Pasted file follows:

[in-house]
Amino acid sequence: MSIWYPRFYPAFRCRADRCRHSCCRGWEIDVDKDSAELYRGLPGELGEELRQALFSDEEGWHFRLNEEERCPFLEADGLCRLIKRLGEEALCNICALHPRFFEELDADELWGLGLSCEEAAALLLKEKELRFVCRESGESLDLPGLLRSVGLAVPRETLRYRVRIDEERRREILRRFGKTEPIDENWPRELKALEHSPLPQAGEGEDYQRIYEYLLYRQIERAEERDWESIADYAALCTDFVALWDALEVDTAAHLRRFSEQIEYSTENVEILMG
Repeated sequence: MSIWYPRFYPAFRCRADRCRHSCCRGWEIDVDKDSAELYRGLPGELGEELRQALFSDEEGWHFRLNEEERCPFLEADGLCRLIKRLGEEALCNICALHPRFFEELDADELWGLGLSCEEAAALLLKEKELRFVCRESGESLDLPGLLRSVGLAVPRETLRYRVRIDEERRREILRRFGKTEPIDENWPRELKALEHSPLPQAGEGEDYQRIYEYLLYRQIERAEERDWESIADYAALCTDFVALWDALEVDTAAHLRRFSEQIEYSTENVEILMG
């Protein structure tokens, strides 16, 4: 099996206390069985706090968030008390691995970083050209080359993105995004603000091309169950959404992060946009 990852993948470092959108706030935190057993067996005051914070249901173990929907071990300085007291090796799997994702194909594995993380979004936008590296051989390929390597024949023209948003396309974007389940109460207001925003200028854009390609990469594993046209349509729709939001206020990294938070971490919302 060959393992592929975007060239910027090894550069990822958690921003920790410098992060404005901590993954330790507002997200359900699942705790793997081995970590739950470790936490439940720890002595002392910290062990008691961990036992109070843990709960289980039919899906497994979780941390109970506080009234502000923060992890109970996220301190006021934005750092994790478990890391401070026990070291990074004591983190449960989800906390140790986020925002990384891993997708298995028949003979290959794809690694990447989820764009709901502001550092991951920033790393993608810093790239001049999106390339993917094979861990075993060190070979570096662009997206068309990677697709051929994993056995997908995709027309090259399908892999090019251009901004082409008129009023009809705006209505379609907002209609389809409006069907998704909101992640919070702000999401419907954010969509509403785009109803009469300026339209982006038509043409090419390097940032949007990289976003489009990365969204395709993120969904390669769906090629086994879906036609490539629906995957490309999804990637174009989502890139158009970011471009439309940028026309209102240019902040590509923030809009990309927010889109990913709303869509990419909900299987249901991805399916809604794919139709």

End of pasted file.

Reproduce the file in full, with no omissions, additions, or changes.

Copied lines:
[in-house]
Amino acid sequence: MSIWYPRFYPAFRCRADRCRHSCCRGWEIDVDKDSAELYRGLPGELGEELRQALFSDEEGWHFRLNEEERCPFLEADGLCRLIKRLGEEALCNICALHPRFFEELDADELWGLGLSCEEAAALLLKEKELRFVCRESGESLDLPGLLRSVGLAVPRETLRYRVRIDEERRREILRRFGKTEPIDENWPRELKALEHSPLPQAGEGEDYQRIYEYLLYRQIERAEERDWESIADYAALCTDFVALWDALEVDTAAHLRRFSEQIEYSTENVEILMG
Repeated sequence: MSIWYPRFYPAFRCRADRCRHSCCRGWEIDVDKDSAELYRGLPGELGEELRQALFSDEEGWHFRLNEEERCPFLEADGLCRLIKRLGEEALCNICALHPRFFEELDADELWGLGLSCEEAAALLLKEKELRFVCRESGESLDLPGLLRSVGLAVPRETLRYRVRIDEERRREILRRFGKTEPIDENWPRELKALEHSPLPQAGEGEDYQRIYEYLLYRQIERAEERDWESIADYAALCTDFVALWDALEVDTAAHLRRFSEQIEYSTENVEILMG
């Protein structure tokens, strides 16, 4: 099996206390069985706090968030008390691995970083050209080359993105995004603000091309169950959404992060946009 990852993948470092959108706030935190057993067996005051914070249901173990929907071990300085007291090796799997994702194909594995993380979004936008590296051989390929390597024949023209948003396309974007389940109460207001925003200028854009390609990469594993046209349509729709939001206020990294938070971490919302 060959393992592929975007060239910027090894550069990822958690921003920790410098992060404005901590993954330790507002997200359900699942705790793997081995970590739950470790936490439940720890002595002392910290062990008691961990036992109070843990709960289980039919899906497994979780941390109970506080009234502000923060992890109970996220301190006021934005750092994790478990890391401070026990070291990074004591983190449960989800906390140790986020925002990384891993997708298995028949003979290959794809690694990447989820764009709901502001550092991951920033790393993608810093790239001049999106390339993917094979861990075993060190070979570096662009997206068309990677697709051929994993056995997908995709027309090259399908892999090019251009901004082409008129009023009809705006209505379609907002209609389809409006069907998704909101992640919070702000999401419907954010969509509403785009109803009469300026339209982006038509043409090419390097940032949007990289976003489009990365969204395709993120969904390669769906090629086994879906036609490539629906995957490309999804990637174009989502890139158009970011471009439309940028026309209102240019902040590509923030809009990309927010889109990913709303869509990419909900299987249901991805399916809604794919139709």